Lafferty Ranch advocates say an easement over 905 square feet of private land standing between the public and the proposed nature preserve near Petaluma could finally be secured by newly discovered property records dating back to the Civil War era.
Petaluma will add its weight to a renewed legal battle for public access on city-owned Lafferty Ranch northeast of town.
Petaluma residents will get a chance to sound off on a potential new tax to pay for city services. City Council members authorized City Manager John Brown to commission a survey of Petalumans to determine whether they are willing to approve a tax.
A Sonoma County judge on Thursday dealt a serious blow to opponents of the tribal casino being built outside Rohnert Park, ruling against them in a lawsuit aimed at halting the project that had been set for trial today.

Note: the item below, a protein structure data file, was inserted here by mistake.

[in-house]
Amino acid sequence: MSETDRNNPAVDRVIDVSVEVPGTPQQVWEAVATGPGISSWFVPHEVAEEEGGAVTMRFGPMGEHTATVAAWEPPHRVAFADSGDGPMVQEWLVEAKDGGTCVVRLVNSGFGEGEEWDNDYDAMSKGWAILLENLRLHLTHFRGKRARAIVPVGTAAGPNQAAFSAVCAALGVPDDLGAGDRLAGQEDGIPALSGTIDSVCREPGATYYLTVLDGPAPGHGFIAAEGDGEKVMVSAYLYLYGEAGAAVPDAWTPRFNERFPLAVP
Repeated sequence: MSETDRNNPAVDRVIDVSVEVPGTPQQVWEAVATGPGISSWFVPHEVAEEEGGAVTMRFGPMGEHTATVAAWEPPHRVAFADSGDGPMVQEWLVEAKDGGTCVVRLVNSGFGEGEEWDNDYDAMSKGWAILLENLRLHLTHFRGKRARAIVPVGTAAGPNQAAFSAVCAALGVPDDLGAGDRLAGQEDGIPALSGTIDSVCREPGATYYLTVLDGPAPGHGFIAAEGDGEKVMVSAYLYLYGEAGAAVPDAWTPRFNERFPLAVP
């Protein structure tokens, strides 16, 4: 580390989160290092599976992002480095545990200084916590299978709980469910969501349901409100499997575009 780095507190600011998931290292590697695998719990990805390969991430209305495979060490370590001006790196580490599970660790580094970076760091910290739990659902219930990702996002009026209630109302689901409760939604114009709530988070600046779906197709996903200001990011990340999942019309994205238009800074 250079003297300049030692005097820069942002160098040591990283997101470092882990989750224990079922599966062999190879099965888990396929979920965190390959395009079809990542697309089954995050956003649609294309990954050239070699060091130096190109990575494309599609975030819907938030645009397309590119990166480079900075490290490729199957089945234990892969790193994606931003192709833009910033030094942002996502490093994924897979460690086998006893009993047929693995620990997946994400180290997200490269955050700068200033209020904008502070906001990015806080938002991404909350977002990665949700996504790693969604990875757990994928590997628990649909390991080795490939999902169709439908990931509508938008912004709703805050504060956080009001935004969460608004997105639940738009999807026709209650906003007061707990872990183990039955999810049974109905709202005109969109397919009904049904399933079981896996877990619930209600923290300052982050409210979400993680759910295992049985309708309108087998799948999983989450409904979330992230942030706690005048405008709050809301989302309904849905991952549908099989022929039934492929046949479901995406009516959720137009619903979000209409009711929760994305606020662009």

Petaluma city leaders are working to shore up federal opposition to a potential casino on 277 acres south of city limits, land owned by the Dry Creek Rancheria Band of Pomo Indians.
A 1906 farmhouse, one of the last on Petaluma’s suburban east side, was officially declared a local landmark Monday, affording the home built by Danish immigrants a place in the city’s future.
For the second time in four years, the Petaluma Planning Commission has undergone a wholesale makeover, this time at the hands of the business friendly City Council majority.
The Petaluma City Council voted unanimously Monday night to hire its own city attorney and end its longtime contract with Meyers Nave, a large statewide firm that handles legal matters for dozens of cities.
Petaluma is poised to replace the law firm that’s handled its land-use lawsuits, labor negotiations and routine legal matters for nearly two decades.
Instead of contracting with a firm, the city likely will create an in-house legal department with three attorneys and a legal assistant.
The move will provide ‘significant savings’ over the outside contract, City Manager John Brown said.